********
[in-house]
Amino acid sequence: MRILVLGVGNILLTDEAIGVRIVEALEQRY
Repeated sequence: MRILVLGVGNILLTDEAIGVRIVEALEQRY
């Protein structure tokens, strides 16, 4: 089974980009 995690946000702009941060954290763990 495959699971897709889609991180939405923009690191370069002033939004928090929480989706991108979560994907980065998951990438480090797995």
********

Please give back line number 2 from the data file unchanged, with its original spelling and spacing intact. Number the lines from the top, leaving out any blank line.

Amino acid sequence: MRILVLGVGNILLTDEAIGVRIVEALEQRY